The next few days were dominated by sailing along the African coast. The NE trades proved to be quite elusive as the normally stable high pressure system over the Canaries was compressed against that shoreline by a strong cold front in the mid-Atlantic. There was no alternative but to play the shoreline and so all boats continued their pack mentality and headed that way. You have to get quite close to the African shoreline to enable yourself to play the sea breezes effectively and, during Day Three, Alvimedica had a period of twelve hours playing those winds perfectly. They were able to open up the largest lead of the race to this point (12nm), however, the winds were quite fickle and one area of light winds proved costly and everyone slid by. It was something which had happened to everyone else at one stage or another; it was simply our turn. By the time we got back into decent pressure, we had lost all that we had gained and had to settle for a mid fleet position as the crowd pushed towards the Canaries with Dongfeng leading.


Typically by the time the fleet reaches the Canary Islands, the NE trade winds have begun to blow. Those trades were there, but much weaker than normal due to the aforementioned front and compressed high. Thus, with no solid route to work west and begin to set up for the doldrum crossing, the fleet continued to play the coast and stuck together as one collective unit. Alvimedica had a few inefficient hours of sailing which cost them dearly at this stage and found themselves nearly ninety miles back from Dongfeng. They had no alternative but to simply follow the crowd in front and wait for the next tactical option to open up.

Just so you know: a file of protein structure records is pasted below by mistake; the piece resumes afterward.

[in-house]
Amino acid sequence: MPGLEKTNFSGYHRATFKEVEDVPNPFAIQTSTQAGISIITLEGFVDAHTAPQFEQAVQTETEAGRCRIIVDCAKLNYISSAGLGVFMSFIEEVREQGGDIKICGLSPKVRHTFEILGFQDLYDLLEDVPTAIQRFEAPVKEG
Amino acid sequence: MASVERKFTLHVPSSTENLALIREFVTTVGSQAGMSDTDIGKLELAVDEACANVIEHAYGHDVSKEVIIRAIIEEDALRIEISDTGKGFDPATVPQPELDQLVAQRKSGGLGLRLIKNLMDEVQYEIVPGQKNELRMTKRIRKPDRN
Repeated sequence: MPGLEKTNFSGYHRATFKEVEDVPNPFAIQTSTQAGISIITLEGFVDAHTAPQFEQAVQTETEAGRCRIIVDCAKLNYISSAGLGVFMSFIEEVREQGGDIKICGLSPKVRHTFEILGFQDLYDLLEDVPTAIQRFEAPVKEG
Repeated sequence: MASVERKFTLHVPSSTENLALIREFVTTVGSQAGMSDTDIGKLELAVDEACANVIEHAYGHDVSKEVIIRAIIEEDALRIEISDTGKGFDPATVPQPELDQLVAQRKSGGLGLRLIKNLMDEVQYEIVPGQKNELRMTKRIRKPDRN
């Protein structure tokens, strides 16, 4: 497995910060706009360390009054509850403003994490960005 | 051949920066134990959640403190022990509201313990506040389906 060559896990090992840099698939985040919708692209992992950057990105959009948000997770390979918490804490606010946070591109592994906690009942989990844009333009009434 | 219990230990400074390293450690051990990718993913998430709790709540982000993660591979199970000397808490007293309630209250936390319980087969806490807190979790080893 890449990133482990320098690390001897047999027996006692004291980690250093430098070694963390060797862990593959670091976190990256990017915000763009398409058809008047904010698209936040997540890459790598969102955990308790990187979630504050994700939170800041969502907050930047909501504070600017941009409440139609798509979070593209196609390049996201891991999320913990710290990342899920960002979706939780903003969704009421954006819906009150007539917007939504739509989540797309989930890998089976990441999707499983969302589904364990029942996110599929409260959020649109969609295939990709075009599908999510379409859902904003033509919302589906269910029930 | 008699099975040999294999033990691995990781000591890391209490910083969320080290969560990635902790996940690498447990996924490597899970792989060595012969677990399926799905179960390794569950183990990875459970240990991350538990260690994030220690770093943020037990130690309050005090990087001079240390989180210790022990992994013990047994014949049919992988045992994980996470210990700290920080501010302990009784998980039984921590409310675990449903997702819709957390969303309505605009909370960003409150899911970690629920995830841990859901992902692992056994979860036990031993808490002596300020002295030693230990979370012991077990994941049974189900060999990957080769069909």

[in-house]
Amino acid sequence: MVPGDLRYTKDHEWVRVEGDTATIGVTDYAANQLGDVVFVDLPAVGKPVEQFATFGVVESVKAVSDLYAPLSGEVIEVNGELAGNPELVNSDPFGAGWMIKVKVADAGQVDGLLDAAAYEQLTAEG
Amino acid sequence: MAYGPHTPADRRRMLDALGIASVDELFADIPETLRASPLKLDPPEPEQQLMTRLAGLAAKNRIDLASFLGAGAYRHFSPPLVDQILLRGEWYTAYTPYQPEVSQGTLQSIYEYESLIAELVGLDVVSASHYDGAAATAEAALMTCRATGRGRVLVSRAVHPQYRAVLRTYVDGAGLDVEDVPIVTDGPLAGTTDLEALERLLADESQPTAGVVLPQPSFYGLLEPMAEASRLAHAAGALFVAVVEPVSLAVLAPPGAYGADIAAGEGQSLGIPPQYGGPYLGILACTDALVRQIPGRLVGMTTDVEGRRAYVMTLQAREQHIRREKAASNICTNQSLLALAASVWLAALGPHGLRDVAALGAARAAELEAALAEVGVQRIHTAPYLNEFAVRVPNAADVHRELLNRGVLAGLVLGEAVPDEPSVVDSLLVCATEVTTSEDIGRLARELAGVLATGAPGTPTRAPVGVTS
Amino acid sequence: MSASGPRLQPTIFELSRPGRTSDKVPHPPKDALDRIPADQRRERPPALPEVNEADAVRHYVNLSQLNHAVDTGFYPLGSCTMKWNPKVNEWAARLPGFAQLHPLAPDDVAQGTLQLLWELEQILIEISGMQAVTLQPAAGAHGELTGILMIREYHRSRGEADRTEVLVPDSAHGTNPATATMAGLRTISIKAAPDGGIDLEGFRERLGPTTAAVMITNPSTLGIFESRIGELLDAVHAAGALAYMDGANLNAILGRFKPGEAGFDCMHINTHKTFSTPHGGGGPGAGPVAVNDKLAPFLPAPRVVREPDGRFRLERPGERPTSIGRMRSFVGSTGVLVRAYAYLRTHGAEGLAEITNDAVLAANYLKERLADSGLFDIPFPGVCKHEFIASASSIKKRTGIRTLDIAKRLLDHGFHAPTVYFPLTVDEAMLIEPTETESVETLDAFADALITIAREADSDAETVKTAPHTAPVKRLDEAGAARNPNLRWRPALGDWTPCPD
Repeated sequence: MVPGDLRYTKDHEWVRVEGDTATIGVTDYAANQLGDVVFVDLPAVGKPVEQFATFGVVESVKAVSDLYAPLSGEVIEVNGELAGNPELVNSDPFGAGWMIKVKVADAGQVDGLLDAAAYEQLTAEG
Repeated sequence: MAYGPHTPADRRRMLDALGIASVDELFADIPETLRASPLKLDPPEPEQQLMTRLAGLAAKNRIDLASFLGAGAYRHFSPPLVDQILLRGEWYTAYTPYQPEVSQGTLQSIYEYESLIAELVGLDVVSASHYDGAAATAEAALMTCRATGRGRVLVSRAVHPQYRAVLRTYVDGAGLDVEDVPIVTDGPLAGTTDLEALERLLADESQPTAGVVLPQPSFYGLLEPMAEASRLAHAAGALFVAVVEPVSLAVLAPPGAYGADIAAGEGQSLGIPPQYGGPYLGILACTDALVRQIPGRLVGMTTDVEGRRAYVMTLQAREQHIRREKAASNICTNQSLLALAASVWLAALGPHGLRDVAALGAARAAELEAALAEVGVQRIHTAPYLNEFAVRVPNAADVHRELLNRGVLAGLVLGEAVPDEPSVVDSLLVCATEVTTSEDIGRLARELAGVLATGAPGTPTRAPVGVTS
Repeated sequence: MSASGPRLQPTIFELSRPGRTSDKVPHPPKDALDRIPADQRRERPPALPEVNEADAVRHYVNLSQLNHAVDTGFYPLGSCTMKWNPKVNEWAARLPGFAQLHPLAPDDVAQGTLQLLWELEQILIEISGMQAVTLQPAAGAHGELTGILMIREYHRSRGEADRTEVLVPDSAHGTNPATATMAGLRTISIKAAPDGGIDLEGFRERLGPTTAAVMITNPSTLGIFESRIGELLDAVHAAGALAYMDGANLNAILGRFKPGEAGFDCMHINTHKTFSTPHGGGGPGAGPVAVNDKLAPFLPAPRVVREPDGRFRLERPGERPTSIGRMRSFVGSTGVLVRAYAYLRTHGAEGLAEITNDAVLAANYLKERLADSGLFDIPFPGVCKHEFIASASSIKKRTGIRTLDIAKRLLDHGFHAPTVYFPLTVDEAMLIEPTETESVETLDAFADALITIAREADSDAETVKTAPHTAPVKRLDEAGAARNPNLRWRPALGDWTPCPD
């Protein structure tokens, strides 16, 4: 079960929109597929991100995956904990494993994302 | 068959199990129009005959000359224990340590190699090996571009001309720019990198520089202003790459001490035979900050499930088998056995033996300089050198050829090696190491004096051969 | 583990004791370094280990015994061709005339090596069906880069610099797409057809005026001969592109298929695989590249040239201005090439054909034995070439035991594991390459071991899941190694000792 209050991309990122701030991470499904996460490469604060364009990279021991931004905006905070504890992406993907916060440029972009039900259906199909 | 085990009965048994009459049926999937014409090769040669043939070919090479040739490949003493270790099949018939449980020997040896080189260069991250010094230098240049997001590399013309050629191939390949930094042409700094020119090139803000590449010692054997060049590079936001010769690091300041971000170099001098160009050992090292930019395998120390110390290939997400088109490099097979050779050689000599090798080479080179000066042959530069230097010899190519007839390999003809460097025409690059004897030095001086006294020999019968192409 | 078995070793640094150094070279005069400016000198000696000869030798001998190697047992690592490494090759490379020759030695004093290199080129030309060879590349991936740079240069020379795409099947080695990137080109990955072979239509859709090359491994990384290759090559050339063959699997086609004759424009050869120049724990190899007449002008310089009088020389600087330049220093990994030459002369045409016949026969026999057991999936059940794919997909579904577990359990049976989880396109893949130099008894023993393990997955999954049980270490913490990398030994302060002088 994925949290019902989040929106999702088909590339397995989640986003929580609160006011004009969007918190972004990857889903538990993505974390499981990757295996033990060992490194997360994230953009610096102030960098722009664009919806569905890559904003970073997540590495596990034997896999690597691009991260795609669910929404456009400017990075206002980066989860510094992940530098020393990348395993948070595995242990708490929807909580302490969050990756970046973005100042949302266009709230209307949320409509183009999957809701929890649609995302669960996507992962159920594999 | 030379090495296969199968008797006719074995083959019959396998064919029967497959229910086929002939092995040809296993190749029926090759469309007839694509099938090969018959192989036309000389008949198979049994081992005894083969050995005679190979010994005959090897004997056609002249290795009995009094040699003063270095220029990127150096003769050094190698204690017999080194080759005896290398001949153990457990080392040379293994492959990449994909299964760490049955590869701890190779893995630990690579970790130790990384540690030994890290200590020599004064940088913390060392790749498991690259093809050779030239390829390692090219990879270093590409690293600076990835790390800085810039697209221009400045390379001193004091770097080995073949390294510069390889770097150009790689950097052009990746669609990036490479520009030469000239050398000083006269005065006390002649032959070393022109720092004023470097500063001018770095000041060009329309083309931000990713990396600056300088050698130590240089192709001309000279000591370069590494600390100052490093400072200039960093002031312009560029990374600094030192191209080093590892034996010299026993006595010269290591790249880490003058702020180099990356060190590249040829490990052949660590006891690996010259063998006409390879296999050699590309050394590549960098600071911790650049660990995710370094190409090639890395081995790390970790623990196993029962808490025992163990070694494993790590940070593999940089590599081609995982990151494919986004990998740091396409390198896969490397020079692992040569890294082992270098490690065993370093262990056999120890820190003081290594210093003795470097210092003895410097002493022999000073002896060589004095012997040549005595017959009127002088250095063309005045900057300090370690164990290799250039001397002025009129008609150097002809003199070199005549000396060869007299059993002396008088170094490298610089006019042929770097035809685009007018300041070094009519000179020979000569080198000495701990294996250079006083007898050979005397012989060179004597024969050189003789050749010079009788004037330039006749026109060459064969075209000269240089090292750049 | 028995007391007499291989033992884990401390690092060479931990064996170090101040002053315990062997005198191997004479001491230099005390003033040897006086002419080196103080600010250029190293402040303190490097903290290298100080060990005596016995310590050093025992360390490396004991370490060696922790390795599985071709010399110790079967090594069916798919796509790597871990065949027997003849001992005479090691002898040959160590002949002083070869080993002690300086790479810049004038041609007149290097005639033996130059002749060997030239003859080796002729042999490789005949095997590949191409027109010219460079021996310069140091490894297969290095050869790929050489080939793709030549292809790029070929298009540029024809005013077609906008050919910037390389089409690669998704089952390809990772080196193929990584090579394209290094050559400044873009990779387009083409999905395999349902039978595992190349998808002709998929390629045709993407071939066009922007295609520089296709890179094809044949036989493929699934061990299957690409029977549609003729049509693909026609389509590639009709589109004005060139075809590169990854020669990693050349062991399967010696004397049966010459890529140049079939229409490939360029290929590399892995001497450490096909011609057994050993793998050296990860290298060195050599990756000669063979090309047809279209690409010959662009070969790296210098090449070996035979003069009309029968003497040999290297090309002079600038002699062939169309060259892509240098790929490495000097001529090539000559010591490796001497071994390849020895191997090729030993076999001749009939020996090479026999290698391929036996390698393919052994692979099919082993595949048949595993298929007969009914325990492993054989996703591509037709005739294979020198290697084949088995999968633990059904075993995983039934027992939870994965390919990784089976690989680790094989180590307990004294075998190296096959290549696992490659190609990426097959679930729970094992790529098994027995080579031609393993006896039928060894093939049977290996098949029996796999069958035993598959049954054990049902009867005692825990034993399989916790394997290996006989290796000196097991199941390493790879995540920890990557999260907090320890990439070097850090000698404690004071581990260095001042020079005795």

That option finally arose the morning of October 19th (Day Nine). As the fleet worked their way southwest towards the Cape Verde Islands, they were cruising nicely in champagne sailing conditions. Twenty hours of over twenty knots of boat speed would surely put a smile on anyone’s face regardless of their ranking. This was the case for the fleet as they finally found the trades and began to collectively push westward. We still sat at nearly one-hundred miles behind Dongfeng, but they suddenly made the aggressive move south, splitting the islands. This is a route which can find you in phenomenal pressure, so long as the angle is favorable. If you get the angle wrong, you must thereafter sail in a lifted mode and lose some very valuable miles in a very short period of time. Island driven wind accelerations are fantastic, but dramatic wind shadows await those who get caught on the leeward side of the islands. Dongfeng had to gybe numerous times to avoid those shadows and fell into dramatically weaker winds than the competition.